Metadata – The Key To Unlocking The Real Value Of A CMS

You’ve heard the admonition “don’t rate a book by its cover”. How about when this book has no cover? No writer or even a spine? You probably won’t even bother with it, right?

The same goes for business websites that don’t “tag” or “title” their data in some way. If search engines can’t find them, there’s only a small chance that your customer will too.

Thus, clear labeling is crucial to finding the exact data you are looking for. This ‘information about information’ or coding data for easy identification is called ‘metadata’. But of course, it’s just one of its many uses. The following should explain more about the roles of metadata, especially with regard to content management systems.

The challenges of managing data

Your customers now require increased interactivity, and Content Management Systems (CMS) are imperative to managing different content. The Web 2.0 world serves content in multiple forms, with high levels of personalization available to each. This is because web pages are no longer static as the focus is now on participation, collaboration and interaction.

Thus, it is important to measure the success of online initiatives by tracking and analyzing various sources of user feedback, such as comments, votes, subscriptions, leads, and the number of downloads.

The challenges of managing unstructured and ad-hoc content creation can be huge. For example, if you allow users to add tags to the content of your site – how can you ensure the accuracy of such tags? How can you automate the process of managing and moderating information posted by readers? In all of these scenarios, content classification is essential to ensure a satisfactory customer experience.

The role of metadata in a CMS

In a CMS, metadata gives the computer the intelligence to search content based on the description stored about the content. With content in the form of traditional websites, intranets and extranets as well as Wikis, blogs and podcasts, metadata can allow you to quickly “reuse” or reuse content automatically. For example, an entertainment portal can use metadata to automatically generate related links each time a user searches an article. If a user browses a news release about a new Disney movie, CMS can use the metadata to identify related content in the form of movies stored on the portal’s shopping website, or ringtones based on classic Disney tunes. As soon as a user crawls somewhere, CMS can automatically generate links showing the availability of movies on the site’s shopping section. This is just a simple example and the potential for effective metadata in a CMS is huge. In a business where users need access to information quickly, a CMS that uses metadata asks interested users to come back.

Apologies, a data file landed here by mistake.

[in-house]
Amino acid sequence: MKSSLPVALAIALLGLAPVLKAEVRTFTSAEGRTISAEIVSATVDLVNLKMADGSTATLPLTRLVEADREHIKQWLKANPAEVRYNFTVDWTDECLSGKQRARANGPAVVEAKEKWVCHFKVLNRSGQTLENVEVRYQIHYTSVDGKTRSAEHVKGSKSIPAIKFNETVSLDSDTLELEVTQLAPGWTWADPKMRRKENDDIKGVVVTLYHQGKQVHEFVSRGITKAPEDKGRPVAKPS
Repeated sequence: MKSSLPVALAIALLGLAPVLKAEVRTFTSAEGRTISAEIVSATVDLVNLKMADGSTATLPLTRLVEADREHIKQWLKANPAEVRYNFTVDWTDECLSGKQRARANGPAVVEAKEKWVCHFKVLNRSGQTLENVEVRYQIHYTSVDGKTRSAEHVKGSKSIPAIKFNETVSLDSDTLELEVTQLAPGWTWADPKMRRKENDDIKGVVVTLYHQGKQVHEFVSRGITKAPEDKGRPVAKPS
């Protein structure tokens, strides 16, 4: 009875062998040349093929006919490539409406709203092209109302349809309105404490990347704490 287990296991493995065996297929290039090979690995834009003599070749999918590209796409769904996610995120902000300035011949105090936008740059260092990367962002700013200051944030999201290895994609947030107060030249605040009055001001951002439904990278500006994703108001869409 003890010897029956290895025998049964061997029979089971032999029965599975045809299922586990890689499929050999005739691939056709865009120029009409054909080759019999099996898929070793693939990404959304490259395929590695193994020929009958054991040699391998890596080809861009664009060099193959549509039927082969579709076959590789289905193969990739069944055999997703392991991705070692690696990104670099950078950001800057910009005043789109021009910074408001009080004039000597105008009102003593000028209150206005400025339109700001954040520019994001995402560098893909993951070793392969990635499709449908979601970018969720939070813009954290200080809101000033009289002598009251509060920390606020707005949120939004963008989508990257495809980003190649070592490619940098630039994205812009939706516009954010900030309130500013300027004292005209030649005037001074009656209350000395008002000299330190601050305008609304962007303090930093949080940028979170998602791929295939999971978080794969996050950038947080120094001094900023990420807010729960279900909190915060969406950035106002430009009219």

A CMS that allows users to define their own metadata has a better chance of creating more value for the content it manages. Eg. Can subject matter experts define or label content. Similarly, external users may be allowed to tag or associate content with keywords or résumés. A CMS that supports metadata can also be used to help users classify their information manually or automatically. For example, your company may classify its information according to metadata, such as Display name, title, summary, keywords, author, expiration date, or description of content. Therefore, users who want to claim content they provide can manage it for you at the same time.


In the Web 2.0 world, you need a central mechanism to ensure that different pieces in an organization’s content information landscape speak to each other. In this scenario, metadata content quickly allows it to be identified, tagged, and composed or aggregated automatically. Metadata also facilitates content reuse or information quality improvement. Eg. Can metadata encourage content reuse by reducing duplicate content and saving each nugget content only once.

Metadata can be used very effectively in an organization’s content management workflow. By assigning metadata such as ‘crawled’, ‘approved’, ‘published’ or ‘expired’, an organization can automatically check and track each content element.

The role of metadata corresponds to a directory in a library. Unless you have a catalog that identifies, labels, and shows you the location and availability of the books, finding a book by your favorite author in a large selection of books seems like an impossible task. Metadata is the directory your CMS needs to quickly identify and retrieve specific data from your vast information landscape.